Answered by Ustadh Salman Younas
I want to ask about the permissibly of a 40,000 interest-free loan called CEBA for companies; you might be aware of this already. Get a $40,000 loan, interest-free until Dec. 31, 2022. Up to $10,000 may be eligible for loan forgiveness.
Is your business impacted by COVID-19?
The question here is: if there is the intention 100% to pay fully before 31 Dec 2022 interest-free, is it permissible to benefit from it? Also, we get a discount up to 25% if paid before 31 Dec 2022.
This is permitted so long as you can pay back before the interest kicks in. It would be similar to a credit card, which scholars allow with the same condition.
COVID-19 and Loans
COVID presents an unprecedented situation where people are at severe risk of losing their livelihoods and businesses. In this context, it may be permitted under specific and dire circumstances to take out an interest-bearing loan to the extent of one’s need. Mufti Faraz Adam and Mufti Billal Omarjee detail the conditions for this in a recent fatwa they authored.
Defining a Dire Situation
- If the business does not take a loan, it will go bust – and, crucially, that going bust will have a severely negative impact on the individual employees and directors of the business (i.e., they will not be able to afford day-to-day necessities such as household bills).
- If the business cannot get any alternative halal funding.
- If the business cannot get its creditors to agree on lenient terms for the coronavirus period.
When a Business Should Not Resort to This Dispensation
The authors also list indicators of when a business should not resort to taking an interest-bearing loan:
- The business does not need money now but thinks it might need some in 6 months’ time. The business should wait and see.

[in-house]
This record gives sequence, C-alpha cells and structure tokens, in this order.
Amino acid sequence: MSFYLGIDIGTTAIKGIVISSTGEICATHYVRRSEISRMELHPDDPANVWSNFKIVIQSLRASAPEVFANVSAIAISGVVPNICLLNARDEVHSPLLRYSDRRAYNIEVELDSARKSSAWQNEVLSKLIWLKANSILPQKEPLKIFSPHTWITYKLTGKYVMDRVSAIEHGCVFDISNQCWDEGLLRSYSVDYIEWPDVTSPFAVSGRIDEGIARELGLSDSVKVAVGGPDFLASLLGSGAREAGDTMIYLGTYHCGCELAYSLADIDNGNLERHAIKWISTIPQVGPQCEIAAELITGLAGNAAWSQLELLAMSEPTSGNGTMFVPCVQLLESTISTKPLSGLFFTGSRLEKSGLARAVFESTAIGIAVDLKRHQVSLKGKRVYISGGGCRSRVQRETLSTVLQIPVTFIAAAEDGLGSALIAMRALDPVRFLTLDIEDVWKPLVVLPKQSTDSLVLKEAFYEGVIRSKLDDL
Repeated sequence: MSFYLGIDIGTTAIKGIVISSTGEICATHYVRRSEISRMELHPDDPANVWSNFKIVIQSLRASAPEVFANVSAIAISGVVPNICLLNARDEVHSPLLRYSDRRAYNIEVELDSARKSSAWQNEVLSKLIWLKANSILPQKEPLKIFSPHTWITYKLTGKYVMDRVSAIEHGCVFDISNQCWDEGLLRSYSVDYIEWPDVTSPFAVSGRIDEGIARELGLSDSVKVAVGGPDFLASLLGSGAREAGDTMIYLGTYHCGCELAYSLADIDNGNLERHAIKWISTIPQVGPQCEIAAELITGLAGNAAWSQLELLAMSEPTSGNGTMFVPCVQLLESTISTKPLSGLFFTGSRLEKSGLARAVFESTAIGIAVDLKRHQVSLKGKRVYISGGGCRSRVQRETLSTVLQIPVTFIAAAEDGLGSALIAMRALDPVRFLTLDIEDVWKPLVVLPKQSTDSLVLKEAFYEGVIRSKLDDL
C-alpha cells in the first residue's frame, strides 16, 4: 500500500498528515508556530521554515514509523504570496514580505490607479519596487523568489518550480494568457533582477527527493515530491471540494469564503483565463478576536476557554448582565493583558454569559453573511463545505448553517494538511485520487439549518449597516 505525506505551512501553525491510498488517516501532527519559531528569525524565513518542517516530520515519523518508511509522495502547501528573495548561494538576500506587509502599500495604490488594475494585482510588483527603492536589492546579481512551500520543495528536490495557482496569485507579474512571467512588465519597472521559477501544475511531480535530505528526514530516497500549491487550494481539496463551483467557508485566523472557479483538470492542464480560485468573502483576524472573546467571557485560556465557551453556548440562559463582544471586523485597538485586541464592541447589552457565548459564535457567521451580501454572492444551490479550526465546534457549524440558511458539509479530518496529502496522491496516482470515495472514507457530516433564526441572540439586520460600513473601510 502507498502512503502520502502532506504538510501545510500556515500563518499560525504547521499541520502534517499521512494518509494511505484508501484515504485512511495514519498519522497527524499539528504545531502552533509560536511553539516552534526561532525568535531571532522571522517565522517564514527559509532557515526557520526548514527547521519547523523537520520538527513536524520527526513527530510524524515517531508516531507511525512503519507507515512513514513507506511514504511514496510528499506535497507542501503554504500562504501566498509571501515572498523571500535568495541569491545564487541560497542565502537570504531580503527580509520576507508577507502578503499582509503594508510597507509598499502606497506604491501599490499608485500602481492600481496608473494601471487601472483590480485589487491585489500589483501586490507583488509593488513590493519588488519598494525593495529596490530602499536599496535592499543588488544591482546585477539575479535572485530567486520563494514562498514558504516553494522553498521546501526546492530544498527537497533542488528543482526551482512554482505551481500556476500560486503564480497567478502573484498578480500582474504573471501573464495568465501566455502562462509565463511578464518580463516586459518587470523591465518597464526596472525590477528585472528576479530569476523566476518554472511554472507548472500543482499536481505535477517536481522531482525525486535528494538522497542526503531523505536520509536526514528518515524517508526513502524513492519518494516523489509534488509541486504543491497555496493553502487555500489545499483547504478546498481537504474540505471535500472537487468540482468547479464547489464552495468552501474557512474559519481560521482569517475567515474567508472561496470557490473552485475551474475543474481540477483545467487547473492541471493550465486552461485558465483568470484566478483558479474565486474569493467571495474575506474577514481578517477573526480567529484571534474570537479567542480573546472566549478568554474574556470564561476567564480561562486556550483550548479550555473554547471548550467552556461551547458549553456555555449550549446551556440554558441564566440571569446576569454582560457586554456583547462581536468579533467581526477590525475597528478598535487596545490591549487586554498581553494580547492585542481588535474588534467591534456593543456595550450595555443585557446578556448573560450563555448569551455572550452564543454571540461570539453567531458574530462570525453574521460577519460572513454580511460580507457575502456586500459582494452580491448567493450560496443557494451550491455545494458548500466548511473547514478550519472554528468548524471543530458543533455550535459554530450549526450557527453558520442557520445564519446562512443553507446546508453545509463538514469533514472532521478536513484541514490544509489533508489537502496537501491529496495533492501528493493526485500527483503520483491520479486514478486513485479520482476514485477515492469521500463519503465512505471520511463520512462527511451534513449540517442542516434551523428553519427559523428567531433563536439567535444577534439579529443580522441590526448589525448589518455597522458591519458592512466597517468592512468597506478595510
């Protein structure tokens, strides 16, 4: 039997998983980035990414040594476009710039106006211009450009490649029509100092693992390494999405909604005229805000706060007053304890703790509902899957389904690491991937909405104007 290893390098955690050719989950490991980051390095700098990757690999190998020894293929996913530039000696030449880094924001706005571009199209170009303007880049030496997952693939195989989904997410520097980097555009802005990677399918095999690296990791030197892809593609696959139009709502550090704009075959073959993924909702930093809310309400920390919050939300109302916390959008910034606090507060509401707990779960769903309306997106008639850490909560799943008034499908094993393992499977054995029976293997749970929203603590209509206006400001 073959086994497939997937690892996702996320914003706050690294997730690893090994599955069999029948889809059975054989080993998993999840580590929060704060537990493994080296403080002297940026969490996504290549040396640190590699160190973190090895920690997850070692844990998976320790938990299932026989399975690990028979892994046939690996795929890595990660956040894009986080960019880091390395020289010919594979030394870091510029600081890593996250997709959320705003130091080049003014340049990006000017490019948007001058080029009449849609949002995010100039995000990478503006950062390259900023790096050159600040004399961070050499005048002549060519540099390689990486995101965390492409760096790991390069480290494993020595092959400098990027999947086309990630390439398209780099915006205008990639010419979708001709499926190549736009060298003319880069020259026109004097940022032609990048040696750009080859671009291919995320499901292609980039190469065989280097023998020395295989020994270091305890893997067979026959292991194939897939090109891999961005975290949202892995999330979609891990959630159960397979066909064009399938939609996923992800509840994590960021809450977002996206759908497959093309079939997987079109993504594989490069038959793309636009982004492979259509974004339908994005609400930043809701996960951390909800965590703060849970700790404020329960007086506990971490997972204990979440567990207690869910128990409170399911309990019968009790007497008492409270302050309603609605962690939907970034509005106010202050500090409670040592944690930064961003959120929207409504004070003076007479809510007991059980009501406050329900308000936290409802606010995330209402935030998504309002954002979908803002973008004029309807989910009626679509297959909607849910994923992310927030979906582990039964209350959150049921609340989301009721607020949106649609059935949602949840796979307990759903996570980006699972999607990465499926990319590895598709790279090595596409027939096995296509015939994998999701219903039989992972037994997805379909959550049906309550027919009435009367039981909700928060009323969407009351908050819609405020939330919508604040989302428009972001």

- The business expects that it will be able to weather the storm by running some short-term losses but ultimately return to profitability after that.
- The business has other funding avenues, grants, or qard hasana options available to it.
- The collapse of the business will not have a material impact on the lives of its employees or directors (perhaps it is just a small business and the employees and directors have other sources of income).
Further Considerations and Conditions
The authors conclude by stating:
- If a business resorts to taking an interest-bearing loan, it must only do so to the amount it needs to survive. Once it has returned to an even keel, the prohibition will apply again.
- A Muslim-owned business should also not take out a loan to fund its haram activities (e.g., some restaurants sell alcohol) – it should only seek (like at any time) to do halal activities.
- You must have exhausted all other means available, such as raising equity financing, obtaining grants, and obtaining interest-free credit (and paying off the money within the interest-free period) before you decide to go for the loan option.
- If you are unsure if the fatwa applies to your business, please consult a scholar you trust.
[Ustadh] Salman Younas
Checked and Approved by Shaykh Faraz Rabbani
Born and raised in New York, Ustadh Salman Younas graduated from Stony Brook University with a degree in Political Science and Religious Studies. After studying the Islamic sciences online and with local scholars in New York, Ustadh Salman moved to Amman. There he studied Islamic law, legal methodology, belief, hadith methodology, logic, Arabic, and tafsir. He is now in his final year of his PhD at Oxford University, looking at the early evolution of the Hanafi madhab.
His teachers include: Shaykh Faraz Rabbani, Shaykh Salah Abu’l Hajj, Shaykh Ashraf Muneeb, Shaykh Ahmad Hasanat, Shaykh Hamza Karamali, Shaykh Ahmad Snobar, Shaykh Ali Hani, Shaykh Hamza Bakri, Ustadh Rajab Harun and others.
Ustadh Salman’s personal interests include research into the fields of law/legal methodology, hadith, theology, as well as political theory, government, media, and ethics. He is also an avid traveler and book collector. He currently resides in the UK with his wife.